Middle East Currencies Exchange for USD

With the collapse of the Soviet Union starting with the fall of the Berlin wall in 1989, the reunification of Germany in 1990, and the collapse of their paper rouble in January 1991, other than Saudi Arabia, Jordan and Israel, all Middle East and African currencies followed suit.

 

Egyptian Pound EGP to USD

1950 $2.77 (Close of WW2 and almost at par with Palestinian Pound)
1979 $1.66 (Start of Egyptian "Open Door Policy")
1989 $1.20
1990 $0.60
1991 $0.30 (Start of Gulf War 1990-91)
2002 $0.20
2014 $0.14 (Disruption of "Arab Spring")
2015 $0.10
2020 $0.06

Click here for three other African currencies, the South African Rand, the Ethiopian Birr, and the Nigerian Naira.

 

USD to Syria Pound SYP

1950  3
1963  4
1988 12
2001 48
2012 62
2013 94
2014 151
2016 208
2020 510

USD to Lebanon Pound LBP

1950    3
1981    5
1985   15
1986   36
1987  208
1988  450
1991 1024
1992 1500
2020 1500

Jordan Dinar JOD to USD

In 1950 Replaced Palestinian Pound at par

1950 $2.80 (Close of WW2)
1988 $2.40
1989 $1.60 (Start of Gulf War 1990-91)
2001 $1.41 (Fixed Rate of Exchange)

Saudi Arabian Riyal SAR to USD

1950 $0.22 (Close of WW2)
1985 $0.27 (Fixed Rate of Exchange)

USD to Yemen Rial YER


On 30 October 1918, following the collapse of the Ottoman Empire, Imam Yahya Muhammad of the al-Qasimi dynasty declared northern Yemen an independent sovereign state. Its currency became the North Yemen Rial.

In the Aden Protectorate in the south, a British protectorate from 1839, the Indian rupee and the Maria Theresa Thaler (trade dollar) were the primary currencies. The East African shilling replaced the rupee after 1951.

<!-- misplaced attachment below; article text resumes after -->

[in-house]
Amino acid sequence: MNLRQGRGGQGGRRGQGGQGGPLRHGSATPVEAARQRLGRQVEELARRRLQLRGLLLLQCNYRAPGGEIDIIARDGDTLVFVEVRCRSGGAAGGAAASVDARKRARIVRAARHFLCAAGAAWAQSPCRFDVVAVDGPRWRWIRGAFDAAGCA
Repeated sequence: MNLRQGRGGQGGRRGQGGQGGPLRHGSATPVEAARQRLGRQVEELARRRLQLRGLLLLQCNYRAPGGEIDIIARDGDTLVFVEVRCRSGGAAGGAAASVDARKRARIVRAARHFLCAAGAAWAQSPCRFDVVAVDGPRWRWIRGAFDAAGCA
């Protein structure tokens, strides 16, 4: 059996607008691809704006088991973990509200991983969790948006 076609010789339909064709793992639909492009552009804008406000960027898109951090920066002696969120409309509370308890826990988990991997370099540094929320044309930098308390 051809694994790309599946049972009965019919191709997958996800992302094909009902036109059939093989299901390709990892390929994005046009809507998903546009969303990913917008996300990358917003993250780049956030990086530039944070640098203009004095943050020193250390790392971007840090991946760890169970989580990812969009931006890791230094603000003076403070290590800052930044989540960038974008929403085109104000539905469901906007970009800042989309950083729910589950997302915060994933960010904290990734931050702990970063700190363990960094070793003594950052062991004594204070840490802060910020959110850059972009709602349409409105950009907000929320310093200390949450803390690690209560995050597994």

In 1965, the South Arabian Dinar was introduced, at 1 Dinar =  1 UK pound = $US 2.80. It was renamed the South Yemeni Dinar in 1967 when the Aden Protectorate became independent as South Yemen. Forged close links with the USSR until the breakup of the Soviet Union in the late 1980s.

In May 1990 North Yemen reunited with South Yemen exchanging 1 South Yemeni Dinar for 26 North Yemen Rials. The South Yemeni Dinar remained legal tender until 1996.

In 2014-2015, a civil war broke out. The Iran-backed Houthi armed forces currently occupy Yemen's capital city Sanaa, and refuse to recognise the Saudi-backed government, based in Aden.

USD to Yemen Rial

1990 12
1995 40
1996 95
1997 140
1999 170
2006 190
2009 200
2011 214
2016 250

USD to Iraqi Dinar IQD

In 1932 the Dinar replaced the Indian Rupee at 11 Rupees to the Dinar, at par with the UK Pound. However, after Saddam Hussein took control in 1980, the value of the Dinar was kept artificially high while its exchange rate on the black market dropped to about 60 cents US.

In 2004, the US invasion of Iraq caused the value of the Dinar to totally collapse. Today there is minimal demand for Iraqi exports, other than oil, which trades in USD.

1950 $2.80 (Close of WW2, at par with the UK pound)
2003 $3.20
2004 1400 to USD
2020 1200

USD to Iran Rial IRR

Government maintains Tight Control over all foreign exchange but US sanctions continues to devalue their currency from an export perspective

1950    32
1957    75
1992    68
1993  1200
1998  1800
2008  8000
2011 10000
2016 30000
2020 42100

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